Some major changes in the Awards race have been happening this weekend. Friday, Les Miserables was screened to a New York audience, then again to a Los Angeles audience on Saturday. Also, Zero Dark Thirty has been screened to some critics and is currently being screened today. Update: Zero Dark Thirty is still receiving reactions, but so far it is being met with praise; not to the same scale as Les Miserables though.
Why are these December releases being screened now? It’s simply because the National Board of Review, New York Film Critics and Los Angeles Film Critics will be picking their best of the years soon; and while a film doesn’t have to be in contention for these, the momentum that can be built up toward the top Oscar prize. This is very helpful especially in a season as jam-packed with quality films as this one.
Django Unchained and The Hobbit do not have a set date on their screenings yet. Word is that they are both not done yet. If they aren’t considered for the NBR, NYFCC, or LAFC it could hurt their chances at Oscar glory; unless they turn out to be more mind-blowing fantastic then currently predicted.
This time of year I read a lot of award-based blogs such as Awards Daily, Scott Feinberg, Incontention by Kris Tapley, Gold Derby, ect. These blogsites are very useful when it comes to Oscar news. Even though some of the pundits, or Oscarologists, can have biases toward a particular film. So take everything with a grain of salt and look at things from an objective perspective if you are trying to predict this year’s game.
Anyways, if you are following this stuff by now realize that Les Miserables blew away audiences in LA and New York. These audiences consist mostly of SAG members and film critics. There was talk of tears and standing ovations at the screenings, which can be kind of scary. Fans of the musical (like myself) are joyous to the fact that the film adaptation is doing so well. The scary thing is that in such a packed Oscar season Les Miserables could become the over-rated film.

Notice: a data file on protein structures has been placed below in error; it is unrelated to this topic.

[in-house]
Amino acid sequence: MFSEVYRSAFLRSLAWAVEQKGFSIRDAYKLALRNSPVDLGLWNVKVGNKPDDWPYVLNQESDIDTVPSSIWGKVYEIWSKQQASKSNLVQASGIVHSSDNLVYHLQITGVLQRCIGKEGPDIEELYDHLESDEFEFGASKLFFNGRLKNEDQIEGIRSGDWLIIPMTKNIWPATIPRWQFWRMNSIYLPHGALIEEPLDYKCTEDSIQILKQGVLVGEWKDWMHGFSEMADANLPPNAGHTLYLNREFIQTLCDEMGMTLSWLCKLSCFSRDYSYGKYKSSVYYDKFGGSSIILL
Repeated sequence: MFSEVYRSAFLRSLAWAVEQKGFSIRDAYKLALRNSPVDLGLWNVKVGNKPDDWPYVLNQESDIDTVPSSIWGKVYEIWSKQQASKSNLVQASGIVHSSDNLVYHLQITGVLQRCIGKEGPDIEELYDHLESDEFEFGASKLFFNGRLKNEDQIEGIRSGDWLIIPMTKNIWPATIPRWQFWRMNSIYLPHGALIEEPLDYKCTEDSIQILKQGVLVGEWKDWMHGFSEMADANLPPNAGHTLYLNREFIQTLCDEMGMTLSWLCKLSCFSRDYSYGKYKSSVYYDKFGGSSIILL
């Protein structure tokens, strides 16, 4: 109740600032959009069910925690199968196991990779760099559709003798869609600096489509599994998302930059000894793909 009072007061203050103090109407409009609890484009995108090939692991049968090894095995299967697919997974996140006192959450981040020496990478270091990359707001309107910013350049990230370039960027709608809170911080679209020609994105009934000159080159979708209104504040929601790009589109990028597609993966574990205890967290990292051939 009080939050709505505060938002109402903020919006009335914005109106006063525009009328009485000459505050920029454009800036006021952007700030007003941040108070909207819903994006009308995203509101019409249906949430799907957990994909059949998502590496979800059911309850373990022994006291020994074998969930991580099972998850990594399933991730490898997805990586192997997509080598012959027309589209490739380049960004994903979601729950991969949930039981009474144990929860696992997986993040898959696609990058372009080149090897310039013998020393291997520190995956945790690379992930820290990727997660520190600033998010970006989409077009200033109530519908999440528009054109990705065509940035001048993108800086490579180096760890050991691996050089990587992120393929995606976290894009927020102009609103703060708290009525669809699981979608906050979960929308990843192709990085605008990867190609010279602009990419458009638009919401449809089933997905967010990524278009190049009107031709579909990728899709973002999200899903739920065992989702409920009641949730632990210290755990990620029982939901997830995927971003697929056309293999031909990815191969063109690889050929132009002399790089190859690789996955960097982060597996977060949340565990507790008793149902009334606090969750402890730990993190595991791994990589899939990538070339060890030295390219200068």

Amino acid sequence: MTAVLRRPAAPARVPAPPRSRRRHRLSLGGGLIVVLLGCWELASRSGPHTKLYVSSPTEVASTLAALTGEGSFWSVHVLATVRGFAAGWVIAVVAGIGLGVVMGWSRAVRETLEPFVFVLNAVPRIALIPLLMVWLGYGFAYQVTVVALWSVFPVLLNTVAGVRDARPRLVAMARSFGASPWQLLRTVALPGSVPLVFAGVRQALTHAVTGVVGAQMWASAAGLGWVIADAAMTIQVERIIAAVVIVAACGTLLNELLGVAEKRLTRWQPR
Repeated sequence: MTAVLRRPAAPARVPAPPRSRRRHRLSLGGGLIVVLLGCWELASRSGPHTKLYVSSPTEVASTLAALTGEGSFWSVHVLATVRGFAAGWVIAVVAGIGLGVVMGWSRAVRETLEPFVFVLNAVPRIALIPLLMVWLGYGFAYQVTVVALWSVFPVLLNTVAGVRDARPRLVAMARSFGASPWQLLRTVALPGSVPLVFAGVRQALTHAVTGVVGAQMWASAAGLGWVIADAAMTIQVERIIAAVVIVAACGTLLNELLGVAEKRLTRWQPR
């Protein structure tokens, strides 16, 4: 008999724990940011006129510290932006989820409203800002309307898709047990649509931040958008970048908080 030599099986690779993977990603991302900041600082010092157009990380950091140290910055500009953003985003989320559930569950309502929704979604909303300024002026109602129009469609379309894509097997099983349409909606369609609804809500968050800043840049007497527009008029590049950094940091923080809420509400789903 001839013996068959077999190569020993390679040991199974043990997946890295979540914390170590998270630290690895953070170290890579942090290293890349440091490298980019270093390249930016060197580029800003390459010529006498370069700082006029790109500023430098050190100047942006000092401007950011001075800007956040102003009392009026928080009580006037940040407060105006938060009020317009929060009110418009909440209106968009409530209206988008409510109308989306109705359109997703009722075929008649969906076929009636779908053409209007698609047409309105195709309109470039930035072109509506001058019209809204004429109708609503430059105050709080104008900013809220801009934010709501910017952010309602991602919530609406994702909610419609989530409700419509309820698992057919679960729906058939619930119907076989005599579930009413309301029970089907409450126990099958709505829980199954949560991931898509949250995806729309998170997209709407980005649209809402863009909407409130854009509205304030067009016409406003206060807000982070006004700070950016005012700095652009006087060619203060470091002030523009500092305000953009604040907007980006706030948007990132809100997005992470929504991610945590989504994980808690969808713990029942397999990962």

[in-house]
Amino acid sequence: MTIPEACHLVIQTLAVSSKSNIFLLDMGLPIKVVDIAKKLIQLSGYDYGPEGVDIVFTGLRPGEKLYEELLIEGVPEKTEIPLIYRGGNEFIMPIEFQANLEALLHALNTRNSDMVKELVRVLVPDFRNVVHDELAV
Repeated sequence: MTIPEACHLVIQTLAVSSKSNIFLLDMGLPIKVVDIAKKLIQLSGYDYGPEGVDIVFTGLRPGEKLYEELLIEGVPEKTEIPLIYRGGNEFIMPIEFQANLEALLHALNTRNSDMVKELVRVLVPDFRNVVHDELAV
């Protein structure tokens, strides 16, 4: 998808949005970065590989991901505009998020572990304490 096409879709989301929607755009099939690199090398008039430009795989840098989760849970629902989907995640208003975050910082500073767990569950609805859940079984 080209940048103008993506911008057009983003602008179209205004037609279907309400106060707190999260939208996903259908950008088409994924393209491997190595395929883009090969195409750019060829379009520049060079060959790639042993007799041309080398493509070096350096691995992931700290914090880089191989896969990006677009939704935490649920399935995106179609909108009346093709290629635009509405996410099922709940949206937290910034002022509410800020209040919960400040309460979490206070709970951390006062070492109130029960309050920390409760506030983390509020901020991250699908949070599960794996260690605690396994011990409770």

Luckily we do have the occasional “hater” here or there for the film. Which is good. I try to watch my personal bias toward the film, considering I have not seen it. I loved the musical so much that it drove me to tears. It’s interesting to see people’s reactions who haven’t seen or have any relation to the musical. As a fan of the musical I am more than ever excited for this film because of its successes.
So what does Les Miserables’s successes mean for the Oscar race? Before this month the big film was Argo earning a higher-than-expected box office along with some insanely high praise. I saw the film recently and loved it, the pacing and execution are flawless. However, momentum slowed down for Argo with the release of arguably Spielberg’s best film since Saving Private Ryan. Lincoln is a fantastic movie, I had the pleasure of seeing it last month at an advanced screening. The screenplay was entertaining comedically and intellectually; along with a dream team ensemble and arguably Daniel Day-Lewis’s best performance, well, ever.